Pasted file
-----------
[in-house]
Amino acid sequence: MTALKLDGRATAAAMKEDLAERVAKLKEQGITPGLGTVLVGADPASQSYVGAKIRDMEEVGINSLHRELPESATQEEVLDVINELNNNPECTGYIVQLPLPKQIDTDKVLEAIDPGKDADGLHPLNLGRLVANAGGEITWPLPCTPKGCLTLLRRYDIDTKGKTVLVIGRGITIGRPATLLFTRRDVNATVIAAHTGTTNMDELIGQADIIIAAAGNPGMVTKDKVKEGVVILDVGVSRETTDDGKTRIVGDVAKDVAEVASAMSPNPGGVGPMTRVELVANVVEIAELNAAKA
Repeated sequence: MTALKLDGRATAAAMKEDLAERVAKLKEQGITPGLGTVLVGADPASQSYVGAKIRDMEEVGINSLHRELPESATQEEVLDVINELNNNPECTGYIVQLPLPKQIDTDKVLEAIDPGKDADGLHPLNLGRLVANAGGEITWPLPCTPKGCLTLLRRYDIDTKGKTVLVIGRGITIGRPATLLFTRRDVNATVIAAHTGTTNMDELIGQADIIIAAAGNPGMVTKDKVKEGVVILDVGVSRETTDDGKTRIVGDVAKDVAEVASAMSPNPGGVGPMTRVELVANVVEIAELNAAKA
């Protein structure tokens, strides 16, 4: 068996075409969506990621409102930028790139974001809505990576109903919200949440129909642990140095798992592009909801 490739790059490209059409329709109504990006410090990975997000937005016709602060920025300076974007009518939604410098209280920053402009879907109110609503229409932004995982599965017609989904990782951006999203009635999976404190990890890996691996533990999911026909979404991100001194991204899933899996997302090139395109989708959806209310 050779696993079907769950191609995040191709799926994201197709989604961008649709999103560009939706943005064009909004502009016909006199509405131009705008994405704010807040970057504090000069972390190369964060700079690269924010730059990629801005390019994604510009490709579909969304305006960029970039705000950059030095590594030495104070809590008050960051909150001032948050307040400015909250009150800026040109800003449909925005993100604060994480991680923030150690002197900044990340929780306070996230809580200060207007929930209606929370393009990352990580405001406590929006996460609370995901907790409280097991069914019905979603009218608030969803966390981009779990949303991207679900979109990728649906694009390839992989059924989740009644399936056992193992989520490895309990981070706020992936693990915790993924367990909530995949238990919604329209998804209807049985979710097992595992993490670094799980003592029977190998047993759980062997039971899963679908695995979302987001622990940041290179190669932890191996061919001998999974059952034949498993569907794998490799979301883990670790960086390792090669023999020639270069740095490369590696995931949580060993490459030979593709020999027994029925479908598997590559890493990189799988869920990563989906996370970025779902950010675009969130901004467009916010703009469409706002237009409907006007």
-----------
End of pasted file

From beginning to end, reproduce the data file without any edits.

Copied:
[in-house]
Amino acid sequence: MTALKLDGRATAAAMKEDLAERVAKLKEQGITPGLGTVLVGADPASQSYVGAKIRDMEEVGINSLHRELPESATQEEVLDVINELNNNPECTGYIVQLPLPKQIDTDKVLEAIDPGKDADGLHPLNLGRLVANAGGEITWPLPCTPKGCLTLLRRYDIDTKGKTVLVIGRGITIGRPATLLFTRRDVNATVIAAHTGTTNMDELIGQADIIIAAAGNPGMVTKDKVKEGVVILDVGVSRETTDDGKTRIVGDVAKDVAEVASAMSPNPGGVGPMTRVELVANVVEIAELNAAKA
Repeated sequence: MTALKLDGRATAAAMKEDLAERVAKLKEQGITPGLGTVLVGADPASQSYVGAKIRDMEEVGINSLHRELPESATQEEVLDVINELNNNPECTGYIVQLPLPKQIDTDKVLEAIDPGKDADGLHPLNLGRLVANAGGEITWPLPCTPKGCLTLLRRYDIDTKGKTVLVIGRGITIGRPATLLFTRRDVNATVIAAHTGTTNMDELIGQADIIIAAAGNPGMVTKDKVKEGVVILDVGVSRETTDDGKTRIVGDVAKDVAEVASAMSPNPGGVGPMTRVELVANVVEIAELNAAKA
């Protein structure tokens, strides 16, 4: 068996075409969506990621409102930028790139974001809505990576109903919200949440129909642990140095798992592009909801 490739790059490209059409329709109504990006410090990975997000937005016709602060920025300076974007009518939604410098209280920053402009879907109110609503229409932004995982599965017609989904990782951006999203009635999976404190990890890996691996533990999911026909979404991100001194991204899933899996997302090139395109989708959806209310 050779696993079907769950191609995040191709799926994201197709989604961008649709999103560009939706943005064009909004502009016909006199509405131009705008994405704010807040970057504090000069972390190369964060700079690269924010730059990629801005390019994604510009490709579909969304305006960029970039705000950059030095590594030495104070809590008050960051909150001032948050307040400015909250009150800026040109800003449909925005993100604060994480991680923030150690002197900044990340929780306070996230809580200060207007929930209606929370393009990352990580405001406590929006996460609370995901907790409280097991069914019905979603009218608030969803966390981009779990949303991207679900979109990728649906694009390839992989059924989740009644399936056992193992989520490895309990981070706020992936693990915790993924367990909530995949238990919604329209998804209807049985979710097992595992993490670094799980003592029977190998047993759980062997039971899963679908695995979302987001622990940041290179190669932890191996061919001998999974059952034949498993569907794998490799979301883990670790960086390792090669023999020639270069740095490369590696995931949580060993490459030979593709020999027994029925479908598997590559890493990189799988869920990563989906996370970025779902950010675009969130901004467009916010703009469409706002237009409907006007």